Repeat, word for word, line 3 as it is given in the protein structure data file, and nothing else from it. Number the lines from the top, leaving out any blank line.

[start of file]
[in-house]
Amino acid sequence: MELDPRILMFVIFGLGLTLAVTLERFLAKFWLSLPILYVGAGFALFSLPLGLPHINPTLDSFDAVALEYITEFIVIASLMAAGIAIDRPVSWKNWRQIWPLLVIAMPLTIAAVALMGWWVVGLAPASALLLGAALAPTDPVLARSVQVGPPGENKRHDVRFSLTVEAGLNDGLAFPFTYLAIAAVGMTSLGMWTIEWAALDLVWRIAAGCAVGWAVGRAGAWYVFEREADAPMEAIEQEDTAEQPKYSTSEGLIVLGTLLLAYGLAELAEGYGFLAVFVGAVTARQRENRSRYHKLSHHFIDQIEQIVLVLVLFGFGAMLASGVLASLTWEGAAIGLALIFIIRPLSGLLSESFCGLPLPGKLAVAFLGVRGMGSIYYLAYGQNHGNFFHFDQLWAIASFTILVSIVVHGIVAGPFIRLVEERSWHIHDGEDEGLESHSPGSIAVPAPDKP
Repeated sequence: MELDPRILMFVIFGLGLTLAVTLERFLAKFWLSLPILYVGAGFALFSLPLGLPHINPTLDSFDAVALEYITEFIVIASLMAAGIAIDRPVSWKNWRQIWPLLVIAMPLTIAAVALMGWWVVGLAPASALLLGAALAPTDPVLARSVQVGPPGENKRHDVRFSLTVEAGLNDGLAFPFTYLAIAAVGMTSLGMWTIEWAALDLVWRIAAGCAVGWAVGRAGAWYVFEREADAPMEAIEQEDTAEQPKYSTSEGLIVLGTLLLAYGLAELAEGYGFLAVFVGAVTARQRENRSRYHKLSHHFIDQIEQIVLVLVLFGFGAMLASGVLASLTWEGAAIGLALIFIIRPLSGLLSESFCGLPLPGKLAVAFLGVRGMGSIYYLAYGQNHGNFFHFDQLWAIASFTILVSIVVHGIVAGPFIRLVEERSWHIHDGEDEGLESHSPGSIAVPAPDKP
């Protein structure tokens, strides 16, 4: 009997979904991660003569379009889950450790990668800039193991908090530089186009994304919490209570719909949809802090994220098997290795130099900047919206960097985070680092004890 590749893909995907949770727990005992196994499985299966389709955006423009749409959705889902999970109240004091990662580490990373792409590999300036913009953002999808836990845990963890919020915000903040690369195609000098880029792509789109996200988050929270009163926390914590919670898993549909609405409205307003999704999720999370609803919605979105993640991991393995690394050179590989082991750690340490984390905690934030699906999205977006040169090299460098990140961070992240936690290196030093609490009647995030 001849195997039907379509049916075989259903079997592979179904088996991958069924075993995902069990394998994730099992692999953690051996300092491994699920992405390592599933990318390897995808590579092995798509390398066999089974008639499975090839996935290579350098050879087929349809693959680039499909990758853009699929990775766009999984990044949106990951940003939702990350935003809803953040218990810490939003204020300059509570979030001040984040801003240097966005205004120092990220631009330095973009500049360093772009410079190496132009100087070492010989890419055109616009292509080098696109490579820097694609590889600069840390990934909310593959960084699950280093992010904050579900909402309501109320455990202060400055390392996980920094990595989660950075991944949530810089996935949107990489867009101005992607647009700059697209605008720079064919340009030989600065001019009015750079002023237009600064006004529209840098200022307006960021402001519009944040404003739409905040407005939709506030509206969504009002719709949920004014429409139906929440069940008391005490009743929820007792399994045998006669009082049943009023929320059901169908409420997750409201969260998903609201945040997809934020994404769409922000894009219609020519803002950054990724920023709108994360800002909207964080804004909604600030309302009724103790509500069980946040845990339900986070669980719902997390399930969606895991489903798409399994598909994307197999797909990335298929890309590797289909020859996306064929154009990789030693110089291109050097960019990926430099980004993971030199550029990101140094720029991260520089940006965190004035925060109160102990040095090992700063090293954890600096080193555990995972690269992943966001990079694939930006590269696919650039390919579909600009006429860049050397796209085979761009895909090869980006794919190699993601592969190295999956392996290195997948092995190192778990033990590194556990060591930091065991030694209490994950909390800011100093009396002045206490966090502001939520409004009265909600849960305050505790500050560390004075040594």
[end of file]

Repeated sequence: MELDPRILMFVIFGLGLTLAVTLERFLAKFWLSLPILYVGAGFALFSLPLGLPHINPTLDSFDAVALEYITEFIVIASLMAAGIAIDRPVSWKNWRQIWPLLVIAMPLTIAAVALMGWWVVGLAPASALLLGAALAPTDPVLARSVQVGPPGENKRHDVRFSLTVEAGLNDGLAFPFTYLAIAAVGMTSLGMWTIEWAALDLVWRIAAGCAVGWAVGRAGAWYVFEREADAPMEAIEQEDTAEQPKYSTSEGLIVLGTLLLAYGLAELAEGYGFLAVFVGAVTARQRENRSRYHKLSHHFIDQIEQIVLVLVLFGFGAMLASGVLASLTWEGAAIGLALIFIIRPLSGLLSESFCGLPLPGKLAVAFLGVRGMGSIYYLAYGQNHGNFFHFDQLWAIASFTILVSIVVHGIVAGPFIRLVEERSWHIHDGEDEGLESHSPGSIAVPAPDKP